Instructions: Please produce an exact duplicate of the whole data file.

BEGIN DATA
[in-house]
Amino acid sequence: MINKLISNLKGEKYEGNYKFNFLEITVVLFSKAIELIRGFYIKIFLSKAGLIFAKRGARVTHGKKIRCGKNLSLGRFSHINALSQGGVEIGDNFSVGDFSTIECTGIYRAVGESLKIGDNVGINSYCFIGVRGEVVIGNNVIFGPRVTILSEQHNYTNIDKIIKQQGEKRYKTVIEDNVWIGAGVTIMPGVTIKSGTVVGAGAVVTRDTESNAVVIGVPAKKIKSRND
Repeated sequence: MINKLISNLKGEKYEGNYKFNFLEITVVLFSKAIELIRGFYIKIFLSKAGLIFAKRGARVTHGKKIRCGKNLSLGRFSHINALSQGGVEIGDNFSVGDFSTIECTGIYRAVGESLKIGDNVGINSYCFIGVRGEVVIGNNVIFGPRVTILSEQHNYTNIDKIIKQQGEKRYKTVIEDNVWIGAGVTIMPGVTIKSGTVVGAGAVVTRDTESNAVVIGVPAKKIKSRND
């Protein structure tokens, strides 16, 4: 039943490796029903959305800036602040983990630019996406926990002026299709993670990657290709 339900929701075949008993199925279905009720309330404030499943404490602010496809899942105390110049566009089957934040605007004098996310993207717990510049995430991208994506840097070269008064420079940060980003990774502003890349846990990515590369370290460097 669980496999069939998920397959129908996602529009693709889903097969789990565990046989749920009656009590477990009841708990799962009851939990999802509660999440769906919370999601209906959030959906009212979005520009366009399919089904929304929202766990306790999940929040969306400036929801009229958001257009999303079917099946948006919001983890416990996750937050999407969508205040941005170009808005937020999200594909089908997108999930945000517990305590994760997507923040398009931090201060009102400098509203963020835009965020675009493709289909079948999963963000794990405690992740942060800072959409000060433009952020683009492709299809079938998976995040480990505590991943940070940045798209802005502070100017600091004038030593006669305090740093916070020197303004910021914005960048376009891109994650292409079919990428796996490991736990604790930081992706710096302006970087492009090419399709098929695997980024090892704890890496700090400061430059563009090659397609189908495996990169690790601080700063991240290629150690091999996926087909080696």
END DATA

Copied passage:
[in-house]
Amino acid sequence: MINKLISNLKGEKYEGNYKFNFLEITVVLFSKAIELIRGFYIKIFLSKAGLIFAKRGARVTHGKKIRCGKNLSLGRFSHINALSQGGVEIGDNFSVGDFSTIECTGIYRAVGESLKIGDNVGINSYCFIGVRGEVVIGNNVIFGPRVTILSEQHNYTNIDKIIKQQGEKRYKTVIEDNVWIGAGVTIMPGVTIKSGTVVGAGAVVTRDTESNAVVIGVPAKKIKSRND
Repeated sequence: MINKLISNLKGEKYEGNYKFNFLEITVVLFSKAIELIRGFYIKIFLSKAGLIFAKRGARVTHGKKIRCGKNLSLGRFSHINALSQGGVEIGDNFSVGDFSTIECTGIYRAVGESLKIGDNVGINSYCFIGVRGEVVIGNNVIFGPRVTILSEQHNYTNIDKIIKQQGEKRYKTVIEDNVWIGAGVTIMPGVTIKSGTVVGAGAVVTRDTESNAVVIGVPAKKIKSRND
């Protein structure tokens, strides 16, 4: 039943490796029903959305800036602040983990630019996406926990002026299709993670990657290709 339900929701075949008993199925279905009720309330404030499943404490602010496809899942105390110049566009089957934040605007004098996310993207717990510049995430991208994506840097070269008064420079940060980003990774502003890349846990990515590369370290460097 669980496999069939998920397959129908996602529009693709889903097969789990565990046989749920009656009590477990009841708990799962009851939990999802509660999440769906919370999601209906959030959906009212979005520009366009399919089904929304929202766990306790999940929040969306400036929801009229958001257009999303079917099946948006919001983890416990996750937050999407969508205040941005170009808005937020999200594909089908997108999930945000517990305590994760997507923040398009931090201060009102400098509203963020835009965020675009493709289909079948999963963000794990405690992740942060800072959409000060433009952020683009492709299809079938998976995040480990505590991943940070940045798209802005502070100017600091004038030593006669305090740093916070020197303004910021914005960048376009891109994650292409079919990428796996490991736990604790930081992706710096302006970087492009090419399709098929695997980024090892704890890496700090400061430059563009090659397609189908495996990169690790601080700063991240290629150690091999996926087909080696």